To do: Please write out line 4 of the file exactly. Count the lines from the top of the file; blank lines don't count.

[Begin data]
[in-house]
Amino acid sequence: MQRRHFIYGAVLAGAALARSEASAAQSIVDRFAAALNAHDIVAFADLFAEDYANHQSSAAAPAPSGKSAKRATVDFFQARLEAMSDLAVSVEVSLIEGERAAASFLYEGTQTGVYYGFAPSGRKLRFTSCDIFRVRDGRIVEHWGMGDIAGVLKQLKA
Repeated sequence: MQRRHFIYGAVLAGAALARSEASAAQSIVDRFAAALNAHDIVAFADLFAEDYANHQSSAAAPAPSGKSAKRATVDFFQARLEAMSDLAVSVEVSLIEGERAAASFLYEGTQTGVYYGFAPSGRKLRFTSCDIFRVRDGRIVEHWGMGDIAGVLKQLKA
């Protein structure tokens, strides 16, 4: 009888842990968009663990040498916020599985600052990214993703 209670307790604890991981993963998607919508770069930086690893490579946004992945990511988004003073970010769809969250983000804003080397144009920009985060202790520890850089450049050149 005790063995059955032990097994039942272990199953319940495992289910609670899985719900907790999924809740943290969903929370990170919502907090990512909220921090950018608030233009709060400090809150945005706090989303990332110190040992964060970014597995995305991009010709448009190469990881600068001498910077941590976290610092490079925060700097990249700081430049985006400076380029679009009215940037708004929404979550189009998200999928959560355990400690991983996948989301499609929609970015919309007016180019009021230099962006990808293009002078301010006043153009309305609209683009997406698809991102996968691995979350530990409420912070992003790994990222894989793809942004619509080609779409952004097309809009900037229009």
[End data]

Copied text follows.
């Protein structure tokens, strides 16, 4: 009888842990968009663990040498916020599985600052990214993703 209670307790604890991981993963998607919508770069930086690893490579946004992945990511988004003073970010769809969250983000804003080397144009920009985060202790520890850089450049050149 005790063995059955032990097994039942272990199953319940495992289910609670899985719900907790999924809740943290969903929370990170919502907090990512909220921090950018608030233009709060400090809150945005706090989303990332110190040992964060970014597995995305991009010709448009190469990881600068001498910077941590976290610092490079925060700097990249700081430049985006400076380029679009009215940037708004929404979550189009998200999928959560355990400690991983996948989301499609929609970015919309007016180019009021230099962006990808293009002078301010006043153009309305609209683009997406698809991102996968691995979350530990409420912070992003790994990222894989793809942004619509080609779409952004097309809009900037229009």